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Fun starts Tomorrow :How to make a Dialogbox with Icon ,Menu in Winasm.

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#1 gokuajmes


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Posted 02 April 2010 - 02:34 AM

New Concepts:
Adding an icon and menus to a dialog box
Using windows styles
Using a manifest to apply XP Visual Style to controls

New API functions:

We will build on the last example by adding an icon, a menu and some code to display text typed into the edit box in a message box. We will also start with the cursor in the editbox.

First create a new WinAsm project and add a new rc file. Turn off visual mode (F12) then paste in dialogbox1.rc from the last project. Now turn visual mode back on and click the resources tab in the explorer bar. First highlight the dialog box and doubleclick caption to change it to "Dialog Box with Icon & Menu".

Now we want to add a menu called "Menu" with 4 items; "Get Text", "Clear Text", a separator, and "Exit":

1. Click the second toolbar button in the explorer bar (New Menu) and enter "MyMenu" in the menu name and for the first menu item enter "Menu" in the Caption box, clear the Name box and click insert.

2. For the next menu item enter the Caption "Get Text", the Name "IDM_GETTEXT", click the yellow arrow pointing right and then Insert:


Now add 3 more menu items for Clear Text, a separator (type a "-" in the Caption box and clear the Name box) and Exit and indent them with the yellow arrows. Finally click OK:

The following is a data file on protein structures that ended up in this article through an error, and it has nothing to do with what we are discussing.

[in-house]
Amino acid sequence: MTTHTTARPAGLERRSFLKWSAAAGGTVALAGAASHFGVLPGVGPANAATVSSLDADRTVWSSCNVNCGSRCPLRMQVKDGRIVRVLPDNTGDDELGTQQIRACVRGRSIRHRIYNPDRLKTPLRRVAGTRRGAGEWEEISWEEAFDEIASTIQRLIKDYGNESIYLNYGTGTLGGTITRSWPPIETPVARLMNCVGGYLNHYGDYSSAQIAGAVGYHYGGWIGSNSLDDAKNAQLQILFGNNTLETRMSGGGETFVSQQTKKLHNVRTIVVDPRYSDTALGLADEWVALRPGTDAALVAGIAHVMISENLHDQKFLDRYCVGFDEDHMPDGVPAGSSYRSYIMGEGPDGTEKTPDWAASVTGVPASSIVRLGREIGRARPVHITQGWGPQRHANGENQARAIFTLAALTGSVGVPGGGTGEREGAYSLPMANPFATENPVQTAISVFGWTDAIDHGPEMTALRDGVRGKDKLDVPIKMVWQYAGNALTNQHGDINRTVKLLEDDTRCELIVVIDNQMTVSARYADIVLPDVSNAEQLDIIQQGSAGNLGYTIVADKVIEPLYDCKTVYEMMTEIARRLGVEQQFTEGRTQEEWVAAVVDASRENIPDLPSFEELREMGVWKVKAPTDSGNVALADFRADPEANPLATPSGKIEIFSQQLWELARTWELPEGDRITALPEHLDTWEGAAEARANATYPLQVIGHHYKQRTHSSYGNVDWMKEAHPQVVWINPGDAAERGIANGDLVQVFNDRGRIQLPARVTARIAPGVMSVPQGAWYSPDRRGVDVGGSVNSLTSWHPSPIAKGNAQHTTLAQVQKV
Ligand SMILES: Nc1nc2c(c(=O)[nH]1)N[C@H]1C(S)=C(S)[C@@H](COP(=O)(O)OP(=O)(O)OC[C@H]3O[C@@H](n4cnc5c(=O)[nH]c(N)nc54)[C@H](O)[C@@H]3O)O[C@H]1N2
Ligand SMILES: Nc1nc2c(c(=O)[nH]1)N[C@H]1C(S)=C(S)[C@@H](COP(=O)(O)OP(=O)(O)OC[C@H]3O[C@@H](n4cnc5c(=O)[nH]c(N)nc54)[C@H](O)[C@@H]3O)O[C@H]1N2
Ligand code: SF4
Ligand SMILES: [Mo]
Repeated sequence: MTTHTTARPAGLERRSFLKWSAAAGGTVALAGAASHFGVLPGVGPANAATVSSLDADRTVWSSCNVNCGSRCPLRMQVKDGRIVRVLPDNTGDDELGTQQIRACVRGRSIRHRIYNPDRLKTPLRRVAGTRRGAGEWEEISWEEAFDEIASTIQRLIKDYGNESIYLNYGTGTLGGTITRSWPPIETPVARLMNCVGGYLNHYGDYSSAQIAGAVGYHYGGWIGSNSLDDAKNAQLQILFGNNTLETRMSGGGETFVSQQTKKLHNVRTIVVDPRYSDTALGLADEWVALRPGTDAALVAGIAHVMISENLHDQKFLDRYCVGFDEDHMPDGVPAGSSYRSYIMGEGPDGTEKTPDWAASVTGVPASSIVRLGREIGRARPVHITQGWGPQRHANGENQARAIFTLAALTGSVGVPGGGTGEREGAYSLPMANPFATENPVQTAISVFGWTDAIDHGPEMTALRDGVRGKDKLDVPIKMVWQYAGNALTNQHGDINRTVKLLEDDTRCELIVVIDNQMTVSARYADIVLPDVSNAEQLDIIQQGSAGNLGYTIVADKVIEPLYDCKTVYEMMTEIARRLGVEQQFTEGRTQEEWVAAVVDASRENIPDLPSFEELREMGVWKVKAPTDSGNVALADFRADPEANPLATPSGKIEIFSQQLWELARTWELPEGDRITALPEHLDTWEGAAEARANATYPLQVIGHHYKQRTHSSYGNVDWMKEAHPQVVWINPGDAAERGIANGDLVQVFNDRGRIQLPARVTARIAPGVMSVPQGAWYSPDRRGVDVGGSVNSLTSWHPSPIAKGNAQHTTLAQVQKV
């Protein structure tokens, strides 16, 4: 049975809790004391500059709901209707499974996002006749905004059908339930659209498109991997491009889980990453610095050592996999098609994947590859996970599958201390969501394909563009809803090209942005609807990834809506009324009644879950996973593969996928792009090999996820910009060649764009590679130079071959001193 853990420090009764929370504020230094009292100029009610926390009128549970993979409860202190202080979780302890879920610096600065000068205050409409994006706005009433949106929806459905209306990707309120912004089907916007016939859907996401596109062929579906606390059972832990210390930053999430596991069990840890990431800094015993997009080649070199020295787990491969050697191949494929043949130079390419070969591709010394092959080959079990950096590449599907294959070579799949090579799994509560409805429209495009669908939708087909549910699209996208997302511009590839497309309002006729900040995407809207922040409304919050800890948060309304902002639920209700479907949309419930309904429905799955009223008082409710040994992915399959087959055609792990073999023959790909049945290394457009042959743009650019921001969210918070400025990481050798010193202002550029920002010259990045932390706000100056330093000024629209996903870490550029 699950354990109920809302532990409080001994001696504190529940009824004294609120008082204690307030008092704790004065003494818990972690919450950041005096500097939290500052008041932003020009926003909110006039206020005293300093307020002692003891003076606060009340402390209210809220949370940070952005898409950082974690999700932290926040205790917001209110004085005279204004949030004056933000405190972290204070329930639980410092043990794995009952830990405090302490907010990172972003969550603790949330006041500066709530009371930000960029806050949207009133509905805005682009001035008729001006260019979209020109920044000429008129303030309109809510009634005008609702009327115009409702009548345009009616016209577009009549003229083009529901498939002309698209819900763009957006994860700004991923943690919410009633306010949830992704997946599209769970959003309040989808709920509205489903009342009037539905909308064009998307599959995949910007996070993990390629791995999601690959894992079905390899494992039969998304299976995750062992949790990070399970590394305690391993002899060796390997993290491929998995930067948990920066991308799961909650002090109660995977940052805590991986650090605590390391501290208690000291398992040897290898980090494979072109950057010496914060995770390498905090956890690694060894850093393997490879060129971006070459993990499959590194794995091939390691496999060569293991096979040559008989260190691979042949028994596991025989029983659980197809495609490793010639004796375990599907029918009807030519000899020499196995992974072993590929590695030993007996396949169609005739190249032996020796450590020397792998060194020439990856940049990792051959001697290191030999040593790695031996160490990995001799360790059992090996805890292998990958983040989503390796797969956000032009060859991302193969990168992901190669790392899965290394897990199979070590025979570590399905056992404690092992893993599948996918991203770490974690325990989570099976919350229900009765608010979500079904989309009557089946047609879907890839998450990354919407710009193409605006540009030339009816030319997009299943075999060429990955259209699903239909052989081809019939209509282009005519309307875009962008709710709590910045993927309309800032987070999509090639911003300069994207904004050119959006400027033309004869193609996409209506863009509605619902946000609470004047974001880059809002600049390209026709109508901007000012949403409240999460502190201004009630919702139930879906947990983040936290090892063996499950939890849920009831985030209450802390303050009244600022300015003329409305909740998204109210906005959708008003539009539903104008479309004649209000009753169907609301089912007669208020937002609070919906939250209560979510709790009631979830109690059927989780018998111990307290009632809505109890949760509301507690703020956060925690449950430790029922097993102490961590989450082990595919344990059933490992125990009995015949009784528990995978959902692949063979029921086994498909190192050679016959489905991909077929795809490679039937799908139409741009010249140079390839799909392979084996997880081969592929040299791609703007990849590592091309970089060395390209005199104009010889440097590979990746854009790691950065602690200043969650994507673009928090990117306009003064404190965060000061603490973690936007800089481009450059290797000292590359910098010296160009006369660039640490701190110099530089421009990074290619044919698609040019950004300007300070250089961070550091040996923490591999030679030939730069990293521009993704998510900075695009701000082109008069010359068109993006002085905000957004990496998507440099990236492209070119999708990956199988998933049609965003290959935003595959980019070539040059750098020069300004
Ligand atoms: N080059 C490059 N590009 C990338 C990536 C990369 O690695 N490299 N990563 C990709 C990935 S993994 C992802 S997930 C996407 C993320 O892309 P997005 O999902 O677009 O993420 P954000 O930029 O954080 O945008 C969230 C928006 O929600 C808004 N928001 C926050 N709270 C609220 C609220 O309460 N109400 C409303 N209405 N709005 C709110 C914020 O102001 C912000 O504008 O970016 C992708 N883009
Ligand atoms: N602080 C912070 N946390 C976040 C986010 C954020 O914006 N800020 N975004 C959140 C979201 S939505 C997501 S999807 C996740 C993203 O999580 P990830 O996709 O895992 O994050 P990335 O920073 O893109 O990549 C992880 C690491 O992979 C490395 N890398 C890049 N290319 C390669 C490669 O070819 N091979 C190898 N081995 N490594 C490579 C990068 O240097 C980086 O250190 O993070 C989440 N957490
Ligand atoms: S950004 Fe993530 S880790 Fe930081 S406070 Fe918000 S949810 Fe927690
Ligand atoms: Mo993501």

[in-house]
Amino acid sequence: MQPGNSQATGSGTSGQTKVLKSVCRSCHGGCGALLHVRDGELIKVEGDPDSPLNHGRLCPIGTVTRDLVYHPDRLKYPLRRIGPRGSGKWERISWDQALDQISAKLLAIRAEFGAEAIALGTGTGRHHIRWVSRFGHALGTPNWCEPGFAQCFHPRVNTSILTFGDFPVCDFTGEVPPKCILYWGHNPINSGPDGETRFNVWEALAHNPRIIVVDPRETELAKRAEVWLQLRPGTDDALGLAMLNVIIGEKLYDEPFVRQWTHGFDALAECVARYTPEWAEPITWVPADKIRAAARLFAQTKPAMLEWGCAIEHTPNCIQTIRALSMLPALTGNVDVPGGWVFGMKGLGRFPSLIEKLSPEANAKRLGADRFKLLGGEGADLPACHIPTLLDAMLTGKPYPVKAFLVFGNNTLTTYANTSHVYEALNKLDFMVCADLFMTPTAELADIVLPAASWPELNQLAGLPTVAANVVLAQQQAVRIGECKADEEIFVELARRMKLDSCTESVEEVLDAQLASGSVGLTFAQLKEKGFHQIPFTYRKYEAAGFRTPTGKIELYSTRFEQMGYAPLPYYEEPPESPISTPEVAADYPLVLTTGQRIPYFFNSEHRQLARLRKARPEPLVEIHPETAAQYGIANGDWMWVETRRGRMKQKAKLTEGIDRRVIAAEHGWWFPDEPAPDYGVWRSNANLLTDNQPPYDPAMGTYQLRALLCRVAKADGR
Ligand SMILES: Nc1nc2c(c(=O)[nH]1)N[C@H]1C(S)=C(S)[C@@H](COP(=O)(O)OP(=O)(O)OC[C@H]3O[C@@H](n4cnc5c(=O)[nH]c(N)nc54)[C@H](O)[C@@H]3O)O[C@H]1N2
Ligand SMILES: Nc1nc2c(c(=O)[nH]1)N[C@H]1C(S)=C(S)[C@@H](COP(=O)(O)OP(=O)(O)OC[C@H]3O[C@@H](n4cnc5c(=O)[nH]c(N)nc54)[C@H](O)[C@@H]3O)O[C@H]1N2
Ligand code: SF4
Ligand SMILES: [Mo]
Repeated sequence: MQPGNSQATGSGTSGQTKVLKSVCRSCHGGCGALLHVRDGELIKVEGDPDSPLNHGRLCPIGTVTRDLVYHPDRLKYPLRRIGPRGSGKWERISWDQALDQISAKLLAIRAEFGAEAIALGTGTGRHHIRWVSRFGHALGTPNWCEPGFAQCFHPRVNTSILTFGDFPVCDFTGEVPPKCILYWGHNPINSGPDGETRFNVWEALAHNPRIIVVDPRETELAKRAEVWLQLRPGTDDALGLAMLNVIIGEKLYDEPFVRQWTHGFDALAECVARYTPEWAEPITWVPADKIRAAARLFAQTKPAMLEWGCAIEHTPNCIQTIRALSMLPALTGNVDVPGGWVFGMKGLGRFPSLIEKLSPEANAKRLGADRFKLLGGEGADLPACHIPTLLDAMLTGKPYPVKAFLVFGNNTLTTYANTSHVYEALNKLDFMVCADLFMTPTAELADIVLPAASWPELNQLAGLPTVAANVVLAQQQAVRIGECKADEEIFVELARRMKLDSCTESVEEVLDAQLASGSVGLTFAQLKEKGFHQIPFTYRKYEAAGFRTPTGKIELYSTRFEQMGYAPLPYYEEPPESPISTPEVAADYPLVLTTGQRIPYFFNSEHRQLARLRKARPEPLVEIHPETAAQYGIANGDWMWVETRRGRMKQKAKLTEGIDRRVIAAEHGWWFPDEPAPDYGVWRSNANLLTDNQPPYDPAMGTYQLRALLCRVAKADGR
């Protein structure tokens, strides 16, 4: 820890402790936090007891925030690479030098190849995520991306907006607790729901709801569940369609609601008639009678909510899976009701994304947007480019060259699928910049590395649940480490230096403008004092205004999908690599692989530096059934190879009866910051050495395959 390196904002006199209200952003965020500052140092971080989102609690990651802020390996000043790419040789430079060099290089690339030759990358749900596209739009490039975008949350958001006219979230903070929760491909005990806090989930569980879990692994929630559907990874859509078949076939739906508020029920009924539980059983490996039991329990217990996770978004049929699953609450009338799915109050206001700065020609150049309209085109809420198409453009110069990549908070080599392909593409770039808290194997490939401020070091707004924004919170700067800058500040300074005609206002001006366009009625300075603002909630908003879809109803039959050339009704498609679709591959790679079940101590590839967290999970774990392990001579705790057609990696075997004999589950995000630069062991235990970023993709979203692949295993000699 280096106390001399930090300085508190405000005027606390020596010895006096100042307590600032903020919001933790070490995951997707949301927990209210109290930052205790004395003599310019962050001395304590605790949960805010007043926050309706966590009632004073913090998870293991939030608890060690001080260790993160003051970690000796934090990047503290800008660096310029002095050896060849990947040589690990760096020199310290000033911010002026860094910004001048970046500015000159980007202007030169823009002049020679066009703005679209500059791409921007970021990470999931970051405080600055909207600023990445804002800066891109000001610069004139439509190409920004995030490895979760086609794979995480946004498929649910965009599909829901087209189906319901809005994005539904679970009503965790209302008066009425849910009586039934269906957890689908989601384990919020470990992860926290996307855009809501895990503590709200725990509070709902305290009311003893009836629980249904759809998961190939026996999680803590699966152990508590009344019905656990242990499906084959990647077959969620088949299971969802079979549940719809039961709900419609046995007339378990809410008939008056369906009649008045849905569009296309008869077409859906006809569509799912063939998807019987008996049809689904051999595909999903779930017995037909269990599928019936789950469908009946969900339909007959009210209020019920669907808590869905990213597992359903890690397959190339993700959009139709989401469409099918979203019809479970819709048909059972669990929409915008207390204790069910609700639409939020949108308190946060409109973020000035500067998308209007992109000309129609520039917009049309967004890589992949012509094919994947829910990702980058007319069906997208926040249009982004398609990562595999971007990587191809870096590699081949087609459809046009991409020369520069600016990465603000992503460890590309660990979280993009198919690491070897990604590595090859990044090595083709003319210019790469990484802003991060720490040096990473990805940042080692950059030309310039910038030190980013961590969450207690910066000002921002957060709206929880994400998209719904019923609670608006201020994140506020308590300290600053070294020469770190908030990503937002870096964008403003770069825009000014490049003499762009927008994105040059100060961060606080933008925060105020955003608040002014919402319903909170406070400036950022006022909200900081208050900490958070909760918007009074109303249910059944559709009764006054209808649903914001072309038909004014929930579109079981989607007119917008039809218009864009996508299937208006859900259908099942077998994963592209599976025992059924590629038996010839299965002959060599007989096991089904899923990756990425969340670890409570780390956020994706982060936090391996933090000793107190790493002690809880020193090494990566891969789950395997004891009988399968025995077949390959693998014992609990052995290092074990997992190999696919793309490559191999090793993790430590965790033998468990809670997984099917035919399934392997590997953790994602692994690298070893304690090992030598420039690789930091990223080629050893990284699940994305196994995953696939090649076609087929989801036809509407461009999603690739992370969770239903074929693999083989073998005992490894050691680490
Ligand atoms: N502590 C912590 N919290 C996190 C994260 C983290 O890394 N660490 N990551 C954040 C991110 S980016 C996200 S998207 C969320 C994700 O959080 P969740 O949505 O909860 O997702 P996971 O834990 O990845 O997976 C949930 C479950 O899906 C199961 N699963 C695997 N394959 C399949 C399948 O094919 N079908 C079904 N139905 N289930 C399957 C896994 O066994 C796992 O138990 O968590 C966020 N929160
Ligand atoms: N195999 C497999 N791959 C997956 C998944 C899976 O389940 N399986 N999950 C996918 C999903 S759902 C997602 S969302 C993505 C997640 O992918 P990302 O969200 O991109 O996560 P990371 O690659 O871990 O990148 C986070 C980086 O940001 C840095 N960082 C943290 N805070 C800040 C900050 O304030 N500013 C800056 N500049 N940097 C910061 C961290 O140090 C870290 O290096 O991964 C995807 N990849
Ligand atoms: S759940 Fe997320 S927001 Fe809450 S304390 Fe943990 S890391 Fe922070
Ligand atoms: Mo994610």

Next we will tell the dialog box to use our menu and change the dialog style:

1. Click OK then click Dialogs in the explorer bar and highlight IDD_DLG1001. Click in the menu field and select "MyMenu".

2. Click in the Style field and doubleclick DS_CENTER followed by OK. This will make our dialog box appear in the centre of the screen rather than top left. Many of these settings are useful, eg turning off WS_SIZEBOX prevents our dialog box being resized which would make it look a little odd.


Next we will add an ico.Click on the penultimate button in the explorer bar, click add and navigate to your icon. Fill in a Name and ID by doubleclicking the fields then click OK:


Finally turn off visual mode to see the script. New parts are boxed in red. If any of the new control IDs are duplicates change them now - they must all be unique (boxed in green):


Save your new resource script as dialogbox2.rc and now we will see what code has been added to use these resources. Click on the project explorer, select Untitled1.asm and paste in the code from dialogbox2.asm. As you can see not much has changed apart from some new variables:


and the dialog procedure is processing messages from the menu:


Go All should give you this:


Now we will analyse the code.

New variables include the Caption string for our messagebox, buffer - an uninitialized array of 512 bytes to receive text from the editbox into, and the control IDs of the menu items and icon.

The Dialog Procedure
The first message our dialog procedure receives from Windows is WM_INITDIALOG. If we process it with our dialog procedure we can put any initialization code here.

LoadIcon - loads the specified icon resource from the executable and returns its handle in eax. The WM_SETICON message instructs the dialog procedure to associate the icon with the specified handle to the dialog box.

GetDlgItem - finds the handle of the specified control (the editbox here) and returns it in eax.

SetFocus - forces input focus to the control with the specified handle (again the editbox here so the user can type text into it immediately).